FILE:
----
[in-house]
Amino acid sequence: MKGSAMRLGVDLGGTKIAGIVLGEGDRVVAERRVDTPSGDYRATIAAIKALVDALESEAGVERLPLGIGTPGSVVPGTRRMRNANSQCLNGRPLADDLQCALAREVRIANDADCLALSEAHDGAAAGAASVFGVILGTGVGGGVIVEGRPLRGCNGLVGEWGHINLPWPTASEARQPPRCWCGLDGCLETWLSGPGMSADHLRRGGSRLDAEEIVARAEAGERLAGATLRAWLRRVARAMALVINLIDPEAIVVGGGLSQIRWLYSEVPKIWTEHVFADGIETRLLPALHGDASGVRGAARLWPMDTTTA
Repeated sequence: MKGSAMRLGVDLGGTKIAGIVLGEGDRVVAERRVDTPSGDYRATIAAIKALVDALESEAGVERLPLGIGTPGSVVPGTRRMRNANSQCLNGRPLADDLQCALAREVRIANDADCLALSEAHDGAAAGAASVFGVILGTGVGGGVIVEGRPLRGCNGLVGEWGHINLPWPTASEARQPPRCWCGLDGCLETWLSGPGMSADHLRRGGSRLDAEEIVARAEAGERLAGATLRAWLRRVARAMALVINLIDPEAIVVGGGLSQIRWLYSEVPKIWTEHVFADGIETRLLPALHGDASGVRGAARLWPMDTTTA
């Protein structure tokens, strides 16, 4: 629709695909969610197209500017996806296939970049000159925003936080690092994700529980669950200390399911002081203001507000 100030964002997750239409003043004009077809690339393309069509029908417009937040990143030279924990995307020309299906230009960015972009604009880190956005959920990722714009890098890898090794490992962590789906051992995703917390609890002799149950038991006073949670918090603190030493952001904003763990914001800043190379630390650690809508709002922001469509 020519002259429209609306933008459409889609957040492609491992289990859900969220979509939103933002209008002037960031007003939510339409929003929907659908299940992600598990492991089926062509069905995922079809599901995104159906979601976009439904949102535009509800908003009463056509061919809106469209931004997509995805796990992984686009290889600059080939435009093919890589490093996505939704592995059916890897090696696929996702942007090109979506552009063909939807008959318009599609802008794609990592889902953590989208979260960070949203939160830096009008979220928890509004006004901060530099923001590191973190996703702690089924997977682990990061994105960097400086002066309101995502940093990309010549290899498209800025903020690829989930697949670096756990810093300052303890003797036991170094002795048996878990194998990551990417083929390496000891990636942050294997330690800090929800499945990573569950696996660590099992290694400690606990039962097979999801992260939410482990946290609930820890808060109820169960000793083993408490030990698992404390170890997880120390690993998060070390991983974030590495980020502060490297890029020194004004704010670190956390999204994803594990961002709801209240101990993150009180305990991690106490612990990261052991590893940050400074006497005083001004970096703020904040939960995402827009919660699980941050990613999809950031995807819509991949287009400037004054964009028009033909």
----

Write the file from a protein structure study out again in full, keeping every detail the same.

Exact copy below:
[in-house]
Amino acid sequence: MKGSAMRLGVDLGGTKIAGIVLGEGDRVVAERRVDTPSGDYRATIAAIKALVDALESEAGVERLPLGIGTPGSVVPGTRRMRNANSQCLNGRPLADDLQCALAREVRIANDADCLALSEAHDGAAAGAASVFGVILGTGVGGGVIVEGRPLRGCNGLVGEWGHINLPWPTASEARQPPRCWCGLDGCLETWLSGPGMSADHLRRGGSRLDAEEIVARAEAGERLAGATLRAWLRRVARAMALVINLIDPEAIVVGGGLSQIRWLYSEVPKIWTEHVFADGIETRLLPALHGDASGVRGAARLWPMDTTTA
Repeated sequence: MKGSAMRLGVDLGGTKIAGIVLGEGDRVVAERRVDTPSGDYRATIAAIKALVDALESEAGVERLPLGIGTPGSVVPGTRRMRNANSQCLNGRPLADDLQCALAREVRIANDADCLALSEAHDGAAAGAASVFGVILGTGVGGGVIVEGRPLRGCNGLVGEWGHINLPWPTASEARQPPRCWCGLDGCLETWLSGPGMSADHLRRGGSRLDAEEIVARAEAGERLAGATLRAWLRRVARAMALVINLIDPEAIVVGGGLSQIRWLYSEVPKIWTEHVFADGIETRLLPALHGDASGVRGAARLWPMDTTTA
């Protein structure tokens, strides 16, 4: 629709695909969610197209500017996806296939970049000159925003936080690092994700529980669950200390399911002081203001507000 100030964002997750239409003043004009077809690339393309069509029908417009937040990143030279924990995307020309299906230009960015972009604009880190956005959920990722714009890098890898090794490992962590789906051992995703917390609890002799149950038991006073949670918090603190030493952001904003763990914001800043190379630390650690809508709002922001469509 020519002259429209609306933008459409889609957040492609491992289990859900969220979509939103933002209008002037960031007003939510339409929003929907659908299940992600598990492991089926062509069905995922079809599901995104159906979601976009439904949102535009509800908003009463056509061919809106469209931004997509995805796990992984686009290889600059080939435009093919890589490093996505939704592995059916890897090696696929996702942007090109979506552009063909939807008959318009599609802008794609990592889902953590989208979260960070949203939160830096009008979220928890509004006004901060530099923001590191973190996703702690089924997977682990990061994105960097400086002066309101995502940093990309010549290899498209800025903020690829989930697949670096756990810093300052303890003797036991170094002795048996878990194998990551990417083929390496000891990636942050294997330690800090929800499945990573569950696996660590099992290694400690606990039962097979999801992260939410482990946290609930820890808060109820169960000793083993408490030990698992404390170890997880120390690993998060070390991983974030590495980020502060490297890029020194004004704010670190956390999204994803594990961002709801209240101990993150009180305990991690106490612990990261052991590893940050400074006497005083001004970096703020904040939960995402827009919660699980941050990613999809950031995807819509991949287009400037004054964009028009033909």